FIG. 6 is a simple timing diagram illustrating the pipeline flow of the floating point processor for a single instruction. It should be understood that since this is a pipeline operation the second instruction will start its decode cycle at cycle 2. Likewise a third instruction would start its decode cycle in cycle 3 as shown in FIG. 6.
FIG. 7 is a timing diagram illustrating the pipeline flow for the condition where a multiplication operand dependency exists. Note that during cycle 2 the decode operation actually exists for cycles 2 and 3. Then in cycle 4 the multiplexing of the data dependent operand is performed. The coincides with the early operation in cycle 4 that includes the rounding of the result.
FIG. 8 is a timing diagram illustrating the pipeline flow for a floating point operation wherein the add operand is dependent upon a previous operation. Again, in cycle 2 the decode operation for the second instruction takes two cycles (cycles 2 and 3). The multiply cycle in the second instruction overlaps with the write cycle in the first instruction (cycle 4) so that the result of the round operation can be multiplexed into the C operand for the add alignment operation.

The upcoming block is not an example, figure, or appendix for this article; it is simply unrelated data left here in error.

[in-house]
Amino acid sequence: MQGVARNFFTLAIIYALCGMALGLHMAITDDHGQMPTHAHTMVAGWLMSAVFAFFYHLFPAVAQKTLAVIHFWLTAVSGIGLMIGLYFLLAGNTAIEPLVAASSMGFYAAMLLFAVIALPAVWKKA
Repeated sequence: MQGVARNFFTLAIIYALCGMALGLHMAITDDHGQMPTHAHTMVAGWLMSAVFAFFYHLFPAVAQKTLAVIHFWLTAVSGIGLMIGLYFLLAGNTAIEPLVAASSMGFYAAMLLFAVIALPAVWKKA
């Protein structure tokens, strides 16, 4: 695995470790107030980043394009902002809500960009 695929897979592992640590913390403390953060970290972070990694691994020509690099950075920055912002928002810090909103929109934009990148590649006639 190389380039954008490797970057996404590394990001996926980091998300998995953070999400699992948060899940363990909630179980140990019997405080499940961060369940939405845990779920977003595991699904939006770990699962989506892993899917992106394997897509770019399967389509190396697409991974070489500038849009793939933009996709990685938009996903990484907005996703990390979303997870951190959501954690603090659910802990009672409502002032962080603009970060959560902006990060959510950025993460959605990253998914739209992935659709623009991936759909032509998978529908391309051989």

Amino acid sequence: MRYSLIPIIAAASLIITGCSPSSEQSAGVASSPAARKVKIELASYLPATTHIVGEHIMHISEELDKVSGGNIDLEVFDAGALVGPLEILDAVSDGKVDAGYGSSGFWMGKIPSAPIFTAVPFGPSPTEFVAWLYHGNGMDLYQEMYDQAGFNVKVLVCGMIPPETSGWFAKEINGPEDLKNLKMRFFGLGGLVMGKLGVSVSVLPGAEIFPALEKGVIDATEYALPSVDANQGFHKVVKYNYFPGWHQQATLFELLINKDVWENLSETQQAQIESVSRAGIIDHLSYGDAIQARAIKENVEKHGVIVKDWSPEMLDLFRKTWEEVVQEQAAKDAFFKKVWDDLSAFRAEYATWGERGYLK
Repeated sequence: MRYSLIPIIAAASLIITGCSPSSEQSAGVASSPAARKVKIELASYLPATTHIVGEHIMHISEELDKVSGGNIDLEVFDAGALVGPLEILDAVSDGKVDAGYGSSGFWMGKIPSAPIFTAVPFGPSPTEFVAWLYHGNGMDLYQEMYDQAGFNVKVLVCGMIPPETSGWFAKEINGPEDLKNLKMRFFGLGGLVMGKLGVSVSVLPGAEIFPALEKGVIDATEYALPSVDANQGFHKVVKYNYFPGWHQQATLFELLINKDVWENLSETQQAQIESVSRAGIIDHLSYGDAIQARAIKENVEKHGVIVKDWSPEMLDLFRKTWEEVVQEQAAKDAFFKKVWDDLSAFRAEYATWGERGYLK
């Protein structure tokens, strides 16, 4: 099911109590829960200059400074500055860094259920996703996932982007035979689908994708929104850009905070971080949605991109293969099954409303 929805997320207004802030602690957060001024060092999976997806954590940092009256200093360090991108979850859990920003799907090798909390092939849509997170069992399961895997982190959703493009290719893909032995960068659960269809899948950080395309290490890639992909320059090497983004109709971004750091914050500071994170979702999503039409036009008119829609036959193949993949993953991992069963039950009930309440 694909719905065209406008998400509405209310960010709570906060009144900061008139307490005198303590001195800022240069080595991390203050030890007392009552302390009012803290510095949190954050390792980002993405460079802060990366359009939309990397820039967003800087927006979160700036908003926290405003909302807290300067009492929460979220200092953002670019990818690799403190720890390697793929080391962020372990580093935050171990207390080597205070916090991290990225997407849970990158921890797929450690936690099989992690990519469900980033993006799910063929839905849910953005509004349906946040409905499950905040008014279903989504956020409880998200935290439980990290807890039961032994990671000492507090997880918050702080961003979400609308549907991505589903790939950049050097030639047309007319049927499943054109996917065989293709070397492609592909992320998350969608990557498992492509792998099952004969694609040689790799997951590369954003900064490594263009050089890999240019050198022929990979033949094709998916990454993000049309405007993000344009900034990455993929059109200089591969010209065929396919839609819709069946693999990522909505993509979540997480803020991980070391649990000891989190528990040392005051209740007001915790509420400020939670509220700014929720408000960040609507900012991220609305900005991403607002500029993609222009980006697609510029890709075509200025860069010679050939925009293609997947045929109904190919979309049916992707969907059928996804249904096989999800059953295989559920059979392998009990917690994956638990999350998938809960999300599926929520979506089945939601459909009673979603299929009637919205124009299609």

Although the invention has been described with reference to this specific embodiment, the description is not meant to be construed in a limiting sense. Various modifications of the disclosed embodiment, as well as other embodiments of the invention, will become apparent to those persons skilled in the art upon reference to the description of this invention. It is, therefore, contemplated that the appended claims will cover any such modifications or embodiments that may fall within the true scope of the invention.